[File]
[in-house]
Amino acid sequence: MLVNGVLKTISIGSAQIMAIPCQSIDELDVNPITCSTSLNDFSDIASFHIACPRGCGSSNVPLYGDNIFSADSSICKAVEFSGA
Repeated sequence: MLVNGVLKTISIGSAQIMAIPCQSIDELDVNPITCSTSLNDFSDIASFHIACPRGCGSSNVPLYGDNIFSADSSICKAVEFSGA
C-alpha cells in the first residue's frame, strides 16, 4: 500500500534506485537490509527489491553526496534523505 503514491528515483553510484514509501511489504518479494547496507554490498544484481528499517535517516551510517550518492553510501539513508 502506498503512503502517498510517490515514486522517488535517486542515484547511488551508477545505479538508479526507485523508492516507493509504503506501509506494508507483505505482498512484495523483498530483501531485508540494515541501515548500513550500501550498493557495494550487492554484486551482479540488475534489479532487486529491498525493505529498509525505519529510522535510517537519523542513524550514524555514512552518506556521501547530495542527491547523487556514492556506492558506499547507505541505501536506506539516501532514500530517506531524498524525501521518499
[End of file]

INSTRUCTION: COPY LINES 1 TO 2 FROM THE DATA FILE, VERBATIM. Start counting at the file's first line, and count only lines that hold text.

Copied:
[in-house]
Amino acid sequence: MLVNGVLKTISIGSAQIMAIPCQSIDELDVNPITCSTSLNDFSDIASFHIACPRGCGSSNVPLYGDNIFSADSSICKAVEFSGA